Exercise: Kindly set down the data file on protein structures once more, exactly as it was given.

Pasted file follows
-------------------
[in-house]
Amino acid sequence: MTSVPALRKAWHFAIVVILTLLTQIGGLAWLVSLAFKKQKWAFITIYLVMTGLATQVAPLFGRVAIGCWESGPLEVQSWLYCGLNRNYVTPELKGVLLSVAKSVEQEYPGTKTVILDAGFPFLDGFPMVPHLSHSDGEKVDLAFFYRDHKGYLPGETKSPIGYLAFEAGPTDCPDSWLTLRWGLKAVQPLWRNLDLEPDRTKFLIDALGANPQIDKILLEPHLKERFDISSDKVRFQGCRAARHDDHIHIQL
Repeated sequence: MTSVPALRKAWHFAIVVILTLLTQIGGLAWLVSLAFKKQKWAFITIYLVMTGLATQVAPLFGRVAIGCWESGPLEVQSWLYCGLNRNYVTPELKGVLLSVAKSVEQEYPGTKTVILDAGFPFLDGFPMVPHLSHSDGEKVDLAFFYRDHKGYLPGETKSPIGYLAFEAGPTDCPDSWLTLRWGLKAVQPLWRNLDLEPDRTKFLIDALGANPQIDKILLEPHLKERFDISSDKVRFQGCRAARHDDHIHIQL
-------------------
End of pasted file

[in-house]
Amino acid sequence: MTSVPALRKAWHFAIVVILTLLTQIGGLAWLVSLAFKKQKWAFITIYLVMTGLATQVAPLFGRVAIGCWESGPLEVQSWLYCGLNRNYVTPELKGVLLSVAKSVEQEYPGTKTVILDAGFPFLDGFPMVPHLSHSDGEKVDLAFFYRDHKGYLPGETKSPIGYLAFEAGPTDCPDSWLTLRWGLKAVQPLWRNLDLEPDRTKFLIDALGANPQIDKILLEPHLKERFDISSDKVRFQGCRAARHDDHIHIQL
Repeated sequence: MTSVPALRKAWHFAIVVILTLLTQIGGLAWLVSLAFKKQKWAFITIYLVMTGLATQVAPLFGRVAIGCWESGPLEVQSWLYCGLNRNYVTPELKGVLLSVAKSVEQEYPGTKTVILDAGFPFLDGFPMVPHLSHSDGEKVDLAFFYRDHKGYLPGETKSPIGYLAFEAGPTDCPDSWLTLRWGLKAVQPLWRNLDLEPDRTKFLIDALGANPQIDKILLEPHLKERFDISSDKVRFQGCRAARHDDHIHIQL